Boring Portfolio

Boring Portfolio Report
Friday, May 2, 1997
by Greg Markus (TMF Boring)

ANN ARBOR, Mich. (May 2, 1997) -- Government employment data released this morning revealed that new jobs increased by a less than expected 142,000 in April and that average wages and working hours actually declined slightly. On the other hand, the unemployment rate dropped much more than anticipated -- to 4.9%, the lowest reading since November 1973.

The overall picture was thus a Rorshach inkblot that traders could interpret to suit their mood. At first glance, they apparently perceived the profile of a grinning Alan Greenspan, and bond prices fell. A closer look, however, suggested a charging bull, with lightning bolts firing from his nostrils. Clearly, that was a sign to buy stocks, and technology stocks (lightning... electricity?) in particular --which is precisely what they did.

And how. By day's end, the Dow rose 95 points, to put it within 15 of its all-time high. The S&P 500 fared better yet -- up 1.8% and just 4 points short a new record.

But it was on the Nasdaq -- which has been lagging the Dow and S&P so far this year -- that the truly eye-popping action occurred. The Nazz posted it biggest one-day point gain ever: up 35, or 2.7% -- to close at 1305. Nasdaq trading volume was enormous, approaching three-quarters of a trillion (with a "T") shares. As strong as that move was, it still leaves the Nasdaq Composite Index about 85 points shy of its old high.

The Boring Portfolio swelled by $1231 Friday, not counting interest on the $7660 sitting in cash. That works out to a 2.2% gain in the total value of the portfolio and a 2.6% gain in the portion of the portfolio invested in stocks. Seven holdings rose (boy, did they ever), while two fell fractionally.

One of the losing stocks was BORDERS GROUP (NYSE: BGP). Borders edged off $3/8 amidst a retail sector that failed to participate in today's party after the Commerce Department revised its March retails sales numbers downward slightly. The other loser was TIDEWATER (NYSE: TDW), which lost $1/8 along with most other oilpatch stocks -- about the only other slippery sector besides retail in Friday's trading.

Another day, another recommendation for GREEN TREE FINANCIAL (NYSE: GNT). After Morgan Stanley upped the stock to a "strong buy" on Thursday, analysts at JWCharles initiated coverage of Green Tree with a "buy" and set a 12-month price target of $42. GNT grew $1/2 and moved back into the profit column for the Borefolio.

After pausing briefly on Thursday, OXFORD HEALTH PLANS (Nasdaq: OXHP) resumed its sprint to new high ground. The stock gained $3 1/4 Friday to close at a bid of $68 1/4. Oxford reports its first quarter results Tuesday. News of a federal budget agreement in Washington probably helped buoy OXHP -- just as worries about the possible magnitude of cuts in Medicare reimbursements to HMOs clobbered the stock early in the year.

Quiet CARLISLE (NYSE: CSL) gained a buck, and ATLAS AIR (Nasdaq: ATLS) continued its ascent, rising $3/8 on the bid.

PRIME MEDICAL (Nasdaq: PMSI) gained $3/8, as well -- perhaps after folks had a chance to study the company's 10-Q report, which is now available at the SEC's EDGAR website, . I took a quick look myself and was delighted to see that cash flow (defined as net income plus depreciation and amortization) stood at $496 million at the end of the March quarter, a 62% increase over the year-ago period.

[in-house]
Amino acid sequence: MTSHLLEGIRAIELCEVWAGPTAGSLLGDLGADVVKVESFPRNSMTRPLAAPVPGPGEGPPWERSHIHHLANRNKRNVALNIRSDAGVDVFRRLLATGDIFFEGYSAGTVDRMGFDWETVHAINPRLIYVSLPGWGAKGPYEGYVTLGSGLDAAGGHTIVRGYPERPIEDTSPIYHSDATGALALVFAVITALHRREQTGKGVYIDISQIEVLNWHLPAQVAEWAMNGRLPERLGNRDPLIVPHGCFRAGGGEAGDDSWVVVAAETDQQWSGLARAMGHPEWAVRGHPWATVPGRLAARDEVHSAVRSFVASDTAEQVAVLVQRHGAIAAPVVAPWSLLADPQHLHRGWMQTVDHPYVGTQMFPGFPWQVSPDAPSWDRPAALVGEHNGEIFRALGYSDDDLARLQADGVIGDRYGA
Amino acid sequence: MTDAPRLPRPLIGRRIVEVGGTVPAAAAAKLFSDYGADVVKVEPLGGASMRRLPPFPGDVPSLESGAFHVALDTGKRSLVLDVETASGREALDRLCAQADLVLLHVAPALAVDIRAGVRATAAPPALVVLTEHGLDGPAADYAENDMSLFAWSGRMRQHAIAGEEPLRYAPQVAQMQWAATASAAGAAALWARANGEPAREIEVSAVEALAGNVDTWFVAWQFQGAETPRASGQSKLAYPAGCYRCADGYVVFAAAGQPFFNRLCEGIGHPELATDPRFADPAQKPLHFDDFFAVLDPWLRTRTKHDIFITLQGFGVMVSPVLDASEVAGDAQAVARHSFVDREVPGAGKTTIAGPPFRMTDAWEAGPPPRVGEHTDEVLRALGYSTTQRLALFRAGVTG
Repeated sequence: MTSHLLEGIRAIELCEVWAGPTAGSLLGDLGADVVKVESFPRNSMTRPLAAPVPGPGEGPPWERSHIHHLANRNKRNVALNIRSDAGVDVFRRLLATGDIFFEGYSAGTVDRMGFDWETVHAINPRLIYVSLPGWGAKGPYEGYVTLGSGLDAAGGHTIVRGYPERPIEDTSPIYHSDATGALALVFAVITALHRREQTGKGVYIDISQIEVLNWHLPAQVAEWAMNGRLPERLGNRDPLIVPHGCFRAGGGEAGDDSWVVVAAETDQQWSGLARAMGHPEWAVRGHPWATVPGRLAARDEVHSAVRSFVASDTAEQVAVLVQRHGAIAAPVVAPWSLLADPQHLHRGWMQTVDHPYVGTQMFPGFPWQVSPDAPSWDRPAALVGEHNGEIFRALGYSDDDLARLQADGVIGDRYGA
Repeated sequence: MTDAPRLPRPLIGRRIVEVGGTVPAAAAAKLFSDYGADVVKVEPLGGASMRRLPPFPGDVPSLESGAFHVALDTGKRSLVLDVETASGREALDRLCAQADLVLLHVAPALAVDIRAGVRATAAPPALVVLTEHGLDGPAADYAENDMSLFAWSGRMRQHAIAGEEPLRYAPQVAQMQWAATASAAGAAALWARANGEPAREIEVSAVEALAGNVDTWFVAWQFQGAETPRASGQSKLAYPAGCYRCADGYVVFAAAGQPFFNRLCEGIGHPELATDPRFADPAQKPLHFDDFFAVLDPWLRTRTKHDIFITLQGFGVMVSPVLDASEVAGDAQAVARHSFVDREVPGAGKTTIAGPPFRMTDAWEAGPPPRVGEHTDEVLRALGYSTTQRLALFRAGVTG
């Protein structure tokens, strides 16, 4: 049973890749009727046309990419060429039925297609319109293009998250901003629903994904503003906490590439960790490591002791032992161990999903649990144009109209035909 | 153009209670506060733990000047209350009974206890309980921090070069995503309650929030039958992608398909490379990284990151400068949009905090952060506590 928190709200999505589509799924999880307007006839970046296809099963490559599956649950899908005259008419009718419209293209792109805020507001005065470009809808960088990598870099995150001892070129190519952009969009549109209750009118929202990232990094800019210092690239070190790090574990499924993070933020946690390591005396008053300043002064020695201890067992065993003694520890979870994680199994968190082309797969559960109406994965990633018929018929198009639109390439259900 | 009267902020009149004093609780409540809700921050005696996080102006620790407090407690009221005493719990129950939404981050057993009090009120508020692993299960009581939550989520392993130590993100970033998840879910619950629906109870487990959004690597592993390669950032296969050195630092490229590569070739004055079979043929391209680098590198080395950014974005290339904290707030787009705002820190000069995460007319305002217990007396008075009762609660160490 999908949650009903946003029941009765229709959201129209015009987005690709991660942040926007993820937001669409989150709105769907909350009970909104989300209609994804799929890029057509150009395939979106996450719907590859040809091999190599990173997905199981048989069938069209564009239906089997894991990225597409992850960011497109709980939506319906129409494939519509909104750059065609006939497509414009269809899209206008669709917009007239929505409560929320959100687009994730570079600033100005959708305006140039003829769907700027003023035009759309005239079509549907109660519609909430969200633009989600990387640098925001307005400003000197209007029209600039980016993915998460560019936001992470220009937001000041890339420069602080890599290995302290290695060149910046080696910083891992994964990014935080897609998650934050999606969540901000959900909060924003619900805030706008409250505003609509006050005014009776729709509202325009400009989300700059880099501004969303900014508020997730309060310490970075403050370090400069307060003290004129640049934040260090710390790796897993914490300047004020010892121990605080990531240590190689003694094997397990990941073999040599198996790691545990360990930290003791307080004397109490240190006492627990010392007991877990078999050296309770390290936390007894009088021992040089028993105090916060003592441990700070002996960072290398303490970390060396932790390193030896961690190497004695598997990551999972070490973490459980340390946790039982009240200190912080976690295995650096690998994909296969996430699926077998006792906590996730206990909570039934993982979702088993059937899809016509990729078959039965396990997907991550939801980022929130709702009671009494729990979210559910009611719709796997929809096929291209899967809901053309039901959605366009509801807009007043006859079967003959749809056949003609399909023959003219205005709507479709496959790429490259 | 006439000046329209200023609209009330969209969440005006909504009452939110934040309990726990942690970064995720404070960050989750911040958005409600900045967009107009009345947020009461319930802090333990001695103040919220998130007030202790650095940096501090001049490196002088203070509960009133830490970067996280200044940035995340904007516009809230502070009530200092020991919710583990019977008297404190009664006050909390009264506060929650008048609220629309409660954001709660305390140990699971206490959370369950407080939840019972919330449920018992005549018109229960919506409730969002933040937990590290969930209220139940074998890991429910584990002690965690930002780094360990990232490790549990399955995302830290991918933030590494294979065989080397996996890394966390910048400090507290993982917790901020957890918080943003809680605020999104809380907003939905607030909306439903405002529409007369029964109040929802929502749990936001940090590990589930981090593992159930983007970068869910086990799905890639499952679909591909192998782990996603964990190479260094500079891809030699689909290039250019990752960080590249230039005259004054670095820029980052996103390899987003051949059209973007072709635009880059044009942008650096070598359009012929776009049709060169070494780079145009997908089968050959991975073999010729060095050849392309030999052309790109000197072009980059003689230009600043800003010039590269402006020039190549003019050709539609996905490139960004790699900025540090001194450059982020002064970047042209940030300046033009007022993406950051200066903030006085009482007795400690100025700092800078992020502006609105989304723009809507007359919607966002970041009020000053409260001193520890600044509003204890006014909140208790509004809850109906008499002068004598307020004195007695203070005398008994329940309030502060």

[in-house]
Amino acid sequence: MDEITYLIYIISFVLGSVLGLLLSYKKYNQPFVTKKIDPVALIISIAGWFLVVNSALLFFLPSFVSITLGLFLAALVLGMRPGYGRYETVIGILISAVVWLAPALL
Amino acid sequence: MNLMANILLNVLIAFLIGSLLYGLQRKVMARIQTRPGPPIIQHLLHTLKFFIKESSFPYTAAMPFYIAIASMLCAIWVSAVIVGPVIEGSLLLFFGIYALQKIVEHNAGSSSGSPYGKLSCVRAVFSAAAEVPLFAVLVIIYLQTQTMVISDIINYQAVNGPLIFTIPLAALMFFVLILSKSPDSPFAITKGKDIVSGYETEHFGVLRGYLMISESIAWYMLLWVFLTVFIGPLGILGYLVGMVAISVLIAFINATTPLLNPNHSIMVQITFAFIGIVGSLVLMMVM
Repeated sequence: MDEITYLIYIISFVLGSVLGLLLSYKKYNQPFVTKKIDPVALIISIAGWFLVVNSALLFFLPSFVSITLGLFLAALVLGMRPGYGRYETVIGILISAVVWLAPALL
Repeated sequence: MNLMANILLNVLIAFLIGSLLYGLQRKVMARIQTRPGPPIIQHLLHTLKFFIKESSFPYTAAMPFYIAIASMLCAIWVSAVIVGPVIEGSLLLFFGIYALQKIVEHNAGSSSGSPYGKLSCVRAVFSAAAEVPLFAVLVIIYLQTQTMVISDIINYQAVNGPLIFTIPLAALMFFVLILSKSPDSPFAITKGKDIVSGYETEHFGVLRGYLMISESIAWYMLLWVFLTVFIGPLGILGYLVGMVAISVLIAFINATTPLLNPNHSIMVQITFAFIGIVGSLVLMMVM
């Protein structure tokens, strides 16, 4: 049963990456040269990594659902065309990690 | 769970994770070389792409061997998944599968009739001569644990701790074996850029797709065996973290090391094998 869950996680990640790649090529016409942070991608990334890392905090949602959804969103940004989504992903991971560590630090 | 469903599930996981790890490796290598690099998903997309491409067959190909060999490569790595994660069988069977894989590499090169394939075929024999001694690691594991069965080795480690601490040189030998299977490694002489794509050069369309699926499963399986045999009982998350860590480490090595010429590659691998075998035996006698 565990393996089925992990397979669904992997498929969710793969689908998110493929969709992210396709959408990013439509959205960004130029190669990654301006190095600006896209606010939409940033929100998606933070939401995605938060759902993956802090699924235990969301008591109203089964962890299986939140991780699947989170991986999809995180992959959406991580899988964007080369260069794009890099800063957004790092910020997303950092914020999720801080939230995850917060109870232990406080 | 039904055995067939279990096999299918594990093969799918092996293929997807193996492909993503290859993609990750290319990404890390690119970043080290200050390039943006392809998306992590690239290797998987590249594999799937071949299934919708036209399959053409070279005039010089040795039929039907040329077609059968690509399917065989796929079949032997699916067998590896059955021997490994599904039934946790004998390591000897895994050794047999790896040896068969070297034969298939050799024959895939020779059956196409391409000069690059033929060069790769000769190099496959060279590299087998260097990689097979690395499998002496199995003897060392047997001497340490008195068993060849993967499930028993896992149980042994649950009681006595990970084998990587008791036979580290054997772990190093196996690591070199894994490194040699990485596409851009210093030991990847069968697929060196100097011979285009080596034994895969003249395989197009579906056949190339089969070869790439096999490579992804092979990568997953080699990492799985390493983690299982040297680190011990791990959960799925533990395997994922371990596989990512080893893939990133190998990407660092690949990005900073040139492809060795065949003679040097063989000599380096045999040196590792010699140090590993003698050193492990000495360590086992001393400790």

As noted earlier, some of the hottest action was in the tech stocks, and the Borefolio's two technology pure-plays participated fully.

ORACLE (Nasdaq: ORCL) advanced $1 7/8 on strong volume to close at $42 3/8. Oracle gained 12% this week.

Heck, that was nothing compared with the show CISCO SYSTEMS (Nasdaq: CSCO) staged. Aided by favorable comments from Merrill Lynch analyst Joe Bellace, Cisco added $3 3/4 to end the week at a bid of $57 1/8. According to my calculations, that's 23% above where it closed last Friday. Cisco reports quarterly results on Tuesday after the close of trading -- the same day that the Networld+Interop trade show opens in Las Vegas.

I wish I were in Vegas to see what the Cisco folks might unveil among the showgirls and Flying Elvis's. But something tells me we'll soon find out.

(c) Copyright 1997, The Motley Fool. All rights reserved. This material is for personal use only. Republication and redissemination, including posting to news groups, is expressly prohibited without the prior written consent of The Motley Fool.

Stock  Change    Bid
ATLS  +  3/8   28.50
BGP   -  3/8   20.75
CSL   +1       29.75
CSCO  +3 3/4   57.13
GNT   +  1/2   30.88
ORCL  +1 7/8   42.38
OXHP  +3 1/4   68.25
PMSI  +  3/8   9.75
TDW   -  1/8   39.00
                   Day   Month    Year  History
        BORING   +2.21%   3.01%  -1.04%  13.87%
        S&P:     +1.81%   1.45%   9.75%  30.78%
        NASDAQ:  +2.74%   3.54%   1.11%  25.40%

     Rec'd   #  Security     In At       Now    Change
  2/28/96  400 Borders Gr    11.26     20.75    84.34%
  5/24/96  100 Oxford Hea    48.02     68.25    42.11%
   3/5/97  150 Atlas Air     23.06     28.50    23.60%
  8/13/96  200 Carlisle C    26.32     29.75    13.01%
  6/26/96  100 Cisco Syst    53.90     57.13     5.98%
   2/2/96  200 Green Tree    30.39     30.88     1.60%
   3/8/96  400 Prime Medi    10.07      9.75    -3.17%
 11/21/96  100 Oracle Cor    48.65     42.38   -12.90%
           100 Tidewater     46.52     39.00   -16.17%
Rec'd # Security In At Value Change 2/28/96 400 Borders Gr 4502.49 8300.00 $3797.51 5/24/96 100 Oxford Hea 4802.49 6825.00 $2022.51 3/5/97 150 Atlas Air 3458.74 4275.00 $816.26 8/13/96 200 Carlisle C 5264.99 5950.00 $685.01 6/26/96 100 Cisco Syst 5389.99 5712.50 $322.51 2/2/96 200 Green Tree 6077.49 6175.00 $97.51 3/8/96 400 Prime Medi 4027.49 3900.00 -$127.49 11/21/96 100 Oracle Cor 4864.99 4237.50 -$627.49 12/23/96 100 Tidewater 4652.49 3900.00 -$752.49
CASH $7660.41 TOTAL $56935.41